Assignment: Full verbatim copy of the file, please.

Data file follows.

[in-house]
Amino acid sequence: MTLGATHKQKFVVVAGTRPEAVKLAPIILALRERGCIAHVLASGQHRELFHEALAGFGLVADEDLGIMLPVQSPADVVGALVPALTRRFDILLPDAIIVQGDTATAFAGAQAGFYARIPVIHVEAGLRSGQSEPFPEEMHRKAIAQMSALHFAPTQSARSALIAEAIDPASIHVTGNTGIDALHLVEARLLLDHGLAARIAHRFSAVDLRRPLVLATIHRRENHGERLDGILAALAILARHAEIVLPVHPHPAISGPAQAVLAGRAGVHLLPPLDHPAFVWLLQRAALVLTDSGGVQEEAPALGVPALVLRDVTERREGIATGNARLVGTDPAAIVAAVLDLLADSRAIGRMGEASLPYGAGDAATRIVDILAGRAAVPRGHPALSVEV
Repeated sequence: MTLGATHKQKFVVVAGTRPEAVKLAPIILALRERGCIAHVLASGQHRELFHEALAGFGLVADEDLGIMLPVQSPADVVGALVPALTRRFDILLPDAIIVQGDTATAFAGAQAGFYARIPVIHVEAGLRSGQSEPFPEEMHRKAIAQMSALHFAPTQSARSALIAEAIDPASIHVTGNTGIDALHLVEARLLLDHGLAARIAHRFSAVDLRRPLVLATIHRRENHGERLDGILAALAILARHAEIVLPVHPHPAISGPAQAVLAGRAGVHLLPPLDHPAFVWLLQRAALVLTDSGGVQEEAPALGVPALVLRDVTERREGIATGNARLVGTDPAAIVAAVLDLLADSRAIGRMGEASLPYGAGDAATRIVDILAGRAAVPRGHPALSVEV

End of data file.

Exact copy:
[in-house]
Amino acid sequence: MTLGATHKQKFVVVAGTRPEAVKLAPIILALRERGCIAHVLASGQHRELFHEALAGFGLVADEDLGIMLPVQSPADVVGALVPALTRRFDILLPDAIIVQGDTATAFAGAQAGFYARIPVIHVEAGLRSGQSEPFPEEMHRKAIAQMSALHFAPTQSARSALIAEAIDPASIHVTGNTGIDALHLVEARLLLDHGLAARIAHRFSAVDLRRPLVLATIHRRENHGERLDGILAALAILARHAEIVLPVHPHPAISGPAQAVLAGRAGVHLLPPLDHPAFVWLLQRAALVLTDSGGVQEEAPALGVPALVLRDVTERREGIATGNARLVGTDPAAIVAAVLDLLADSRAIGRMGEASLPYGAGDAATRIVDILAGRAAVPRGHPALSVEV
Repeated sequence: MTLGATHKQKFVVVAGTRPEAVKLAPIILALRERGCIAHVLASGQHRELFHEALAGFGLVADEDLGIMLPVQSPADVVGALVPALTRRFDILLPDAIIVQGDTATAFAGAQAGFYARIPVIHVEAGLRSGQSEPFPEEMHRKAIAQMSALHFAPTQSARSALIAEAIDPASIHVTGNTGIDALHLVEARLLLDHGLAARIAHRFSAVDLRRPLVLATIHRRENHGERLDGILAALAILARHAEIVLPVHPHPAISGPAQAVLAGRAGVHLLPPLDHPAFVWLLQRAALVLTDSGGVQEEAPALGVPALVLRDVTERREGIATGNARLVGTDPAAIVAAVLDLLADSRAIGRMGEASLPYGAGDAATRIVDILAGRAAVPRGHPALSVEV